#NoStigma, Media

25 August, 2022

How ending mental health stigma is a personal journey

We all have a personal journey to make around understanding and accepting mental health difficulties.

At St Patrick’s Mental Health Services, our 2022 Attitudes to Mental Health and Stigma Survey findings show that the COVID-19 pandemic had a positive impact on people’s attitudes towards mental health and the stigma around mental health. Now, more than two years after the pandemic began, there are signs that some progress made during the pandemic is falling back.

Accepting your own mental health

Accepting your own mental health

Gary Kiernan of our Service User and Supporters Council (SUAS) spoke on RTÉ’s Morning Ireland about his experience of mental health stigma through living with severe recurring depression. He explained that the first mental health stigma he became aware of was actually his own. Some years after his diagnosis, he began to wonder if he had accepted his mental health difficulty, and realised that he hadn’t. In order for other people to be able to understand what he was going through, he saw the need to better understand his own views around mental health and his thoughts about going through a mental health difficulty: he called it “making a friend with my depression”.

For Gary, accepting his own mental health was the turning point. He became more aware of other people’s thoughts around mental health, how stigma can be “subtly experienced”, and how people “weren’t aware of the effect of things that might be said in all innocence”. He gave the example of a time after he left hospital after receiving care for his depression. A good friend told him to look after himself, saying “you don’t want to be going in there again”. This made Gary feel like he was “asking for” a mental health difficulty: “it’s not something you’d say to someone with a physical illness or going for surgery, that they wouldn’t want to be going into hospital”.

Gary noted his concern that, although we talk a lot about mental health, we still really need to accept it. A really important message he wanted to share was that:

“when you’re sick, you’re sick. Please don’t be ashamed; please don’t see it as failure. The help is there, and the people who love you will want you to seek the help: that’s what’s so important”.

Being open to understanding mental health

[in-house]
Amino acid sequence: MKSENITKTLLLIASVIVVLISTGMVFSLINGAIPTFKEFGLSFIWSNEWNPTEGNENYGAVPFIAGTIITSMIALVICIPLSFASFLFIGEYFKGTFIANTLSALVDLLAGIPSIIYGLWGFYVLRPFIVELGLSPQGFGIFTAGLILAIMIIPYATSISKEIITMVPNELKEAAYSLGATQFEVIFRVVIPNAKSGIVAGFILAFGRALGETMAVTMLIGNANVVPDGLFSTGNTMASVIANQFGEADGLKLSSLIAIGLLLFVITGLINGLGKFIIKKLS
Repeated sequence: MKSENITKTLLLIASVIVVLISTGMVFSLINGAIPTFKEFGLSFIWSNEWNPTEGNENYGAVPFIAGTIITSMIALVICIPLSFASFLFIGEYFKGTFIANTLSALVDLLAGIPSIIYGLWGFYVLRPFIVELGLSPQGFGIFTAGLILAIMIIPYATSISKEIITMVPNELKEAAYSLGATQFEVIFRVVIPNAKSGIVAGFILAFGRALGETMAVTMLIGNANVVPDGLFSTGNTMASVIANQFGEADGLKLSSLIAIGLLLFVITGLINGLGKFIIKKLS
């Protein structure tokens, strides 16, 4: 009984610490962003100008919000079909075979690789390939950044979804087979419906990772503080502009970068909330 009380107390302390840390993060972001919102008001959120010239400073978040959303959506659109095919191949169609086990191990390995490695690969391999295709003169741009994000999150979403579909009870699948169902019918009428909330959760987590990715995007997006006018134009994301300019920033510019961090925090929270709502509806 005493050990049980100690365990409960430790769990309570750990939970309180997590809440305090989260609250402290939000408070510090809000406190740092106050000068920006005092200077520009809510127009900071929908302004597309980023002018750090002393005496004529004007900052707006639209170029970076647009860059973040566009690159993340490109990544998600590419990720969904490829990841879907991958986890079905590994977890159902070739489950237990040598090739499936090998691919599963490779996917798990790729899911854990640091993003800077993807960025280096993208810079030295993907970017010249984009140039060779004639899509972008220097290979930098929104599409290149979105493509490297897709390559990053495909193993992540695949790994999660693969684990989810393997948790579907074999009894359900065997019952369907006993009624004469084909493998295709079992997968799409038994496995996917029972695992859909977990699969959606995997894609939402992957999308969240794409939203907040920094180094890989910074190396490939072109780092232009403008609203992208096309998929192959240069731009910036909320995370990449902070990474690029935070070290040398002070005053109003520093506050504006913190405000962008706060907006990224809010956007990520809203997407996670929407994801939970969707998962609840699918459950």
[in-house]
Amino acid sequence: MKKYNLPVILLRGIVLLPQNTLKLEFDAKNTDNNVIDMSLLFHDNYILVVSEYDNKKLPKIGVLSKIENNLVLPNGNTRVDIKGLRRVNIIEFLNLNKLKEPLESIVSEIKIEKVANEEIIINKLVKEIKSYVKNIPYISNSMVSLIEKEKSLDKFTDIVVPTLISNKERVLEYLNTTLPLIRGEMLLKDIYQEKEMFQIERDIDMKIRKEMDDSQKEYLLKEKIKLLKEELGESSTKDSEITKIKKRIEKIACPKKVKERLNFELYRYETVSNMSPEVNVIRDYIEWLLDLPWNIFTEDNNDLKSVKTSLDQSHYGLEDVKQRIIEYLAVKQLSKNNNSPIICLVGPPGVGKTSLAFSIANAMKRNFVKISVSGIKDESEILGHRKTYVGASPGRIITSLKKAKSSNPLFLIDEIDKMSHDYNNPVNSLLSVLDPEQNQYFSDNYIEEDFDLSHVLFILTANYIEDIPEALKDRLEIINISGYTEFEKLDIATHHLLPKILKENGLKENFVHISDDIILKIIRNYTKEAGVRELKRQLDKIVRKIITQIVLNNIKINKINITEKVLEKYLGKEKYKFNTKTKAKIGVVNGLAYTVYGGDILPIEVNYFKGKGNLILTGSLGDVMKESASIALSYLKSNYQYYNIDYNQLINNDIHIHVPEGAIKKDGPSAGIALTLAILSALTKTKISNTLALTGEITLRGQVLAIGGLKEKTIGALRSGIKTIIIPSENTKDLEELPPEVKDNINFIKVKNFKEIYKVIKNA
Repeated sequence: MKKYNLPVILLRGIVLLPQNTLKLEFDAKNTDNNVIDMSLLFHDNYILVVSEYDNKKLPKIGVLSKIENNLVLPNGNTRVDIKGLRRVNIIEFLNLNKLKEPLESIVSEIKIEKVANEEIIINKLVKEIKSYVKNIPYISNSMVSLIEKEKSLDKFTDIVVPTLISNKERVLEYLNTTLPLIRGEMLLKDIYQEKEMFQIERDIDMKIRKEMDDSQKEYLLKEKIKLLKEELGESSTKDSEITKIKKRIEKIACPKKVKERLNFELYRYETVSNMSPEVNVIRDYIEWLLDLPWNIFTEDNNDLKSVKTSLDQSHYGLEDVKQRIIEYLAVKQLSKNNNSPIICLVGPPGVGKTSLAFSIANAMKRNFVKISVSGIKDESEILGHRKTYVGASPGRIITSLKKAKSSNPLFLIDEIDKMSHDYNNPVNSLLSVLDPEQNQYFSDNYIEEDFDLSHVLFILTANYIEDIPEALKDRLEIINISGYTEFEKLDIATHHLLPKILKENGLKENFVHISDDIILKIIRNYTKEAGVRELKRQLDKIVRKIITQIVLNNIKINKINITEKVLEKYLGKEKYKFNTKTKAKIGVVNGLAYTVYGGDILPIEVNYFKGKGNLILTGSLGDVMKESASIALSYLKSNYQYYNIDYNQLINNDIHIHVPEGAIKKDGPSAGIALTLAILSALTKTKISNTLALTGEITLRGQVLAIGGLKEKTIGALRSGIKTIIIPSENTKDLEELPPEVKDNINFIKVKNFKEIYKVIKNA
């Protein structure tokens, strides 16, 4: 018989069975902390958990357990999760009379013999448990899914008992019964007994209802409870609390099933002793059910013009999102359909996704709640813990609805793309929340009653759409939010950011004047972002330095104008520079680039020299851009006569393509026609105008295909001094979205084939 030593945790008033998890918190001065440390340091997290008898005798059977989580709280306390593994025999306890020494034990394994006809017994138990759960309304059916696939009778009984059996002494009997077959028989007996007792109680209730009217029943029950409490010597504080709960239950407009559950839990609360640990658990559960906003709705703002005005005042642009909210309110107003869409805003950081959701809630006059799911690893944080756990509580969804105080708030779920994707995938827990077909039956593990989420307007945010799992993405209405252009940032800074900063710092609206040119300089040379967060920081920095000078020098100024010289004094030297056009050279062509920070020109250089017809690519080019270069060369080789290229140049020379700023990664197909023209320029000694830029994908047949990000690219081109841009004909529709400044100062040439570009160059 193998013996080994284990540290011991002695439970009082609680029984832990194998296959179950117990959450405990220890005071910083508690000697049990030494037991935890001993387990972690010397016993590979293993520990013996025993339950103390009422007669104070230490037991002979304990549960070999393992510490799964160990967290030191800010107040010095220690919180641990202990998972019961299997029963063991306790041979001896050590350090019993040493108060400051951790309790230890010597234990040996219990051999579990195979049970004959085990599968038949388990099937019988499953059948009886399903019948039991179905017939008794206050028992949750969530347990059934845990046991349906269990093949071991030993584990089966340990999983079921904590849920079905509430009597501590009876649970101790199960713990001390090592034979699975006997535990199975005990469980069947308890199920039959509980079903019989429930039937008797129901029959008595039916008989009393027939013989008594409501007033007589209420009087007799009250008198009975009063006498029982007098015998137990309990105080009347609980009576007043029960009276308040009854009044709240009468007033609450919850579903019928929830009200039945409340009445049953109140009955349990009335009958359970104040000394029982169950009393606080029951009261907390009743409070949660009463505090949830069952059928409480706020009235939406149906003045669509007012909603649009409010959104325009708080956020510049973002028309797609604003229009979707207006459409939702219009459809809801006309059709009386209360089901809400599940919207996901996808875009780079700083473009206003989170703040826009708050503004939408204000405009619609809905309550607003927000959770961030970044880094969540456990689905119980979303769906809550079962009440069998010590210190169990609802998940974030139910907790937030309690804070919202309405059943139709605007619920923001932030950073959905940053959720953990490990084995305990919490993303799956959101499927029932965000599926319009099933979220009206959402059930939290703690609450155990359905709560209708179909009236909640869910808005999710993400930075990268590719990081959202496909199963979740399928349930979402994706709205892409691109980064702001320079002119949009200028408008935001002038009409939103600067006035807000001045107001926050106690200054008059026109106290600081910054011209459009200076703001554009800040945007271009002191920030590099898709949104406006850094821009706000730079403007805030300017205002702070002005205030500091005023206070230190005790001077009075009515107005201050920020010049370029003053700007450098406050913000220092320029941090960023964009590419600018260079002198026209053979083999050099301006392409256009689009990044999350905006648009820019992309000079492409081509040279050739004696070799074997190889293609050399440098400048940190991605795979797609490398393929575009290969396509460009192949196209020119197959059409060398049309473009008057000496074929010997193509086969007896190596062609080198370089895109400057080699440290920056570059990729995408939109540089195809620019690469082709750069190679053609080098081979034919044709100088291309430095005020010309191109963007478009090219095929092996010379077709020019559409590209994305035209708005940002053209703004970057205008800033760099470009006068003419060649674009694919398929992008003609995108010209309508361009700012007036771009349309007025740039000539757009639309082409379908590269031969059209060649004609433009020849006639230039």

Being open to understanding mental health

Speaking after Gary shared his experience, our Chief Executive Officer, Paul Gilligan, said that Gary has identified “the personal journey we all have to make” around mental health stigma”:

“that personal journey which says, actually, addressing mental health difficulties is not in any way a weakness or failure. In fact, it’s a very brave step. We should really try to acknowledge that.”

For Paul, in looking at people’s attitudes to mental health, the survey’s findings “overall are very encouraging. 89% of people would tell someone if they had a mental health difficulty. 77% of people would tell someone if they were experiencing suicidal thoughts. That’s showing great advancement over the past five years.”

He did point to progress that needs to be made. “There are some findings which are quite concerning. For example, 68% of people still believe that being treated for a mental health difficulty is still seen as a sign of personal failure and 22% would see it as a sign of weakness if they sought help. So, I think what we’re seeing is a pattern of growing awareness and acceptance, but, in our knowledge and understanding of mental health – particularly mental health difficulties – there’s a lot of work to be done.”

Paul explained that the COVID-19 pandemic placed all of us under psychological pressure. However, out of that, 45% of people introduced new ways to manage their mental wellness, which is very positive. Equally, more than half said that the pandemic presented an opportunity to reflect on values and priorities. For Paul, “the worry, I suppose, is that there was a permission in 2020 and 2021 to talk about our distress. Everybody could relate to that distress.” Now, as we go back to more of our norms, the pressure on us increases; there’s a lot of change to cope with; and people’s tolerance is maybe getting a bit tired.

Paul advised that we keep that sense of openness we saw during the pandemic going. If we think someone we know needs some support, “openness is really important”. It’s about “being able to give permission to the person to talk about that in their own way when they’re ready, but always making yourself available; pointing out to the person that you’re there to be able to listen, not to make value judgements, not panic; and then, at the right time, directing that person to the type of help they might need.”

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